Crawls Backward (When Alarmed)

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Gibson ES-225T Completed - Pt. 9 of a series

The ES-225T is done.  I didn't get a lot of photos of the final steps, which were: putting the tailpiece on, putting the bridge on, doing the final fitting of the nut, adjusting the truss rod, and doing some fine tuning on the bridge.  Most of that stuff I've documented elsewhere, and it's kind of repetitive to show it again.

Here are a few things I did at the end that are notable.

Here's a look at the nut before I put it on and cut it to final width.  See how the bottoms of the slots have a curve to them.  I also ran through the slots with sandpaper up to 1000 grit to make them smooth.

A lot of times you'll see nut slots cut too deep.  About half of the string height should be in the slot only.  I know I've not always followed this guideline, but I was determined to get this one absolutely right.  It's easy to cut the slots too deep - especially on the high strings.  See that the high E string slot is really shallow - but the high E string is only eleven hundredths of an inch (on an .011 set) wide!

Jason Lollar sells a set of P-90 shims that is worth having.  Unlike Fender pickups (especially Stratocasters), you generally want Gibson pickups to be as close to the strings as possible.  And since P-90s don't have a conventional height adjustment mechanism, they have to be shimmed.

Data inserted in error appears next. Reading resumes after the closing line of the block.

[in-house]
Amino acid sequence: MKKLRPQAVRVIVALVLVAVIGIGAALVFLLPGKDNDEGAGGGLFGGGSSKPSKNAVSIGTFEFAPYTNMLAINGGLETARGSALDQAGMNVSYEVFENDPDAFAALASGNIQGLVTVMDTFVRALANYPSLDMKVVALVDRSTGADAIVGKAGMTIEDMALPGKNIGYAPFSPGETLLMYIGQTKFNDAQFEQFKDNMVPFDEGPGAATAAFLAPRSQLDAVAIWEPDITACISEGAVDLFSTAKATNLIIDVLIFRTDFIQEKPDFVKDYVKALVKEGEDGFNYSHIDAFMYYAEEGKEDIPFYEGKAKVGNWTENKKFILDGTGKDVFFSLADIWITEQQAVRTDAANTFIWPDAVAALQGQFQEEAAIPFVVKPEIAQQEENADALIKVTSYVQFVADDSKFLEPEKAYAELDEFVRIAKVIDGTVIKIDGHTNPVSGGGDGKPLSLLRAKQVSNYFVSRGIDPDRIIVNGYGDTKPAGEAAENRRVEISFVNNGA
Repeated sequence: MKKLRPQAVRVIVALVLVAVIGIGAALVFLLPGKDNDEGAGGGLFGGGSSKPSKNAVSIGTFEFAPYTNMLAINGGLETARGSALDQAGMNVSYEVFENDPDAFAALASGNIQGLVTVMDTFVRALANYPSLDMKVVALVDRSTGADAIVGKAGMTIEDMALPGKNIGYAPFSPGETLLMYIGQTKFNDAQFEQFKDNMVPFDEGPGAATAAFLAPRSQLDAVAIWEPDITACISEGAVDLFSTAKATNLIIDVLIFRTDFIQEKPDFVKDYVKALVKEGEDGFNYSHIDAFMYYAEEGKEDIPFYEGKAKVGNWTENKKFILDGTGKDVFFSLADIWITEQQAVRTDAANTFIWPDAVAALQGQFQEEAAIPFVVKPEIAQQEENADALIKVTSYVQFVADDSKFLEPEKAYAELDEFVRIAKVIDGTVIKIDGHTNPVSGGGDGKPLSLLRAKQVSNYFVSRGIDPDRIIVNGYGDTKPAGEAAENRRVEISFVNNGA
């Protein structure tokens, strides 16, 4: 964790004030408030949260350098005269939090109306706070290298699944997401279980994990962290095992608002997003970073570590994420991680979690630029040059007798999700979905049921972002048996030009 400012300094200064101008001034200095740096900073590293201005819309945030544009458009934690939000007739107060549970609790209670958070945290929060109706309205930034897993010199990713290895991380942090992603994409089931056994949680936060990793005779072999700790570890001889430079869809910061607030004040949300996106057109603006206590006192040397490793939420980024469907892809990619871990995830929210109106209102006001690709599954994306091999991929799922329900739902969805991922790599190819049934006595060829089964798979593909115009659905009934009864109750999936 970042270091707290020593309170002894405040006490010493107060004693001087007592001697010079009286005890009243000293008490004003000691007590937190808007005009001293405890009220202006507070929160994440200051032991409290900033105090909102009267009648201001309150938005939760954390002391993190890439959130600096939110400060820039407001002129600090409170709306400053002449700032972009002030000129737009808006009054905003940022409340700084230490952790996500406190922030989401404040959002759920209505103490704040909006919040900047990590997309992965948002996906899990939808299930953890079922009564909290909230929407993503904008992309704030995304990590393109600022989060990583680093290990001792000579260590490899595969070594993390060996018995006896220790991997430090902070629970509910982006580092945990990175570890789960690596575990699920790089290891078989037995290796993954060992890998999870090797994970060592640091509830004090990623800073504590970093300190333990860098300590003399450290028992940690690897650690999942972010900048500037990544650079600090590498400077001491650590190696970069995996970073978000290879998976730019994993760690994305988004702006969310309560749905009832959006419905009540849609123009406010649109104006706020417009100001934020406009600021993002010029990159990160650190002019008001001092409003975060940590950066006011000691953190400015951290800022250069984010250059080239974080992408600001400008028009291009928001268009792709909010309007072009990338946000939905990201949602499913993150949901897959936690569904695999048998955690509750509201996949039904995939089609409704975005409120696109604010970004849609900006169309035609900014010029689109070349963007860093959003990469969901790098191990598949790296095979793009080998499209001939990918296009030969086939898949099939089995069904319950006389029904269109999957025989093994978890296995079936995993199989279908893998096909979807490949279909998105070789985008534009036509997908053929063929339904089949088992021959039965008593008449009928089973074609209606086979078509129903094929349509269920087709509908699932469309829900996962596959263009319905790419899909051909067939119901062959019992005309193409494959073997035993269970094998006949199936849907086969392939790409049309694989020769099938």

The Lollar set comes with enough various shims that you can get an exact adjustment.

Here's the final height with the strings depressed at the highest fret.  It's maybe a millimeter or so.  It just clears the pickup cover.

You'll notice the pickup doesn't follow the slant of the strings.  This is probably not critical, but I may cut a slanted shim in the future to make the pickup parallel to the strings.

On the bridge:  I used a conventional ebony archtop bridge.  I actually couldn't get it low enough, so I sanded and filed some height off the bottom of the saddle piece.  The action is now between 4 and 5/64ths (sorry I have to speak 64ths for string height) on the bass side and a touch under 4/64 on the treble.  I could have gone a 64th or more lower on either side, but I can't play it that low - I need a little height to get my finger 'under' the string for bends.

The entire ES-225T project:
1. Starting - making a custom moulded caul for headstock break
2. Headstock break repair using hide glue
3. Filling headstock crack pt 1
4. Filling headstock crack pt 2
5. Repairing divots in top
6. Installing the tailpiece, bridge, enlarging tuner holes
7. Making a bone nut
8. Installing tuners, and wiring
9. Installing nut and pickup  (This page)
10. Completed - photos of completed ES-225T

Updates March 2015:

11. Bigsby B11 Installation, Pt. 1
12. Bigsby B11 Installation, Pt. 2


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